October 2013

The DEA Thinks You Have “No Constitutionally Protected Privacy Interest” in Your Confidential Prescription Records

By Nathan Freed Wessler, Staff Attorney, ACLU Speech, Privacy & Technology Project

The Drug Enforcement Administration thinks people have “no constitutionally protected privacy interest” in their confidential prescription records, according to a brief filed last month in federal court. That disconcerting statement comes in response to an ACLU lawsuit challenging the DEA’s practice of obtaining private medical information without a warrant. The ACLU has just filed its response brief, explaining to the court why the DEA’s position is both startling and wrong.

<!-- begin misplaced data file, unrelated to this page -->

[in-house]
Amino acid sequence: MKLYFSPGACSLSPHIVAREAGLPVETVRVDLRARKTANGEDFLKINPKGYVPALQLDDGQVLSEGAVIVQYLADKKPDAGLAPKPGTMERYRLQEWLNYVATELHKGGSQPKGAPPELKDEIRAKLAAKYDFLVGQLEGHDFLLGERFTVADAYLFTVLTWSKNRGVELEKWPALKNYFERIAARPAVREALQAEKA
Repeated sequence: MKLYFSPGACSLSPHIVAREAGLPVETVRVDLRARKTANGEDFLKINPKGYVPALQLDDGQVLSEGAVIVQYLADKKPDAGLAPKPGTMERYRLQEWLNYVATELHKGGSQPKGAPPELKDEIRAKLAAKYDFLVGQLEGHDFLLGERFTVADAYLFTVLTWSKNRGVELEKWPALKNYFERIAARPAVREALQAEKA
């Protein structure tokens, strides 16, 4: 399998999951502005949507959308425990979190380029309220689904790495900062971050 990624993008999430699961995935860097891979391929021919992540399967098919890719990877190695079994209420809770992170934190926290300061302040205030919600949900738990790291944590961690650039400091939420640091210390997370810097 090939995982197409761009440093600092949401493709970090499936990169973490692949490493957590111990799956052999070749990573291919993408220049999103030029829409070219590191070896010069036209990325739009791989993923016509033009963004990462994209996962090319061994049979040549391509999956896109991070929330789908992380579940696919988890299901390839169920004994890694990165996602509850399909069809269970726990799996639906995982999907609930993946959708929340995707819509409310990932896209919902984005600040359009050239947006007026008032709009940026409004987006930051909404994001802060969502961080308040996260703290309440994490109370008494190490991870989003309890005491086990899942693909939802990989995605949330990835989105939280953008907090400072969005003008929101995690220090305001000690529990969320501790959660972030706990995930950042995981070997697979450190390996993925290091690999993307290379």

We represent four patients and a physician in Oregon whose confidential prescription records are contained in a state database that tracks prescriptions for certain drugs. The database, called the Oregon Prescription Drug Monitoring Program (PDMP), was intended to be a public health tool to help physicians avoid drug overdoses and abuse in their patients. Despite a state law requiring law enforcement to obtain a probable cause warrant from a judge before requesting records from the PDMP, the DEA has been requesting records using administrative subpoenas, which do not involve judicial authorization or probable cause. Our clients object to the DEA’s warrantless access to the PDMP because their prescription records reveal deeply private information about their health and medical history, including their gender identity (two of our clients are transgender men taking testosterone as part of their transition from female to male sex) and mental illness (one client takes medication to treat anxiety and post-traumatic stress disorders).

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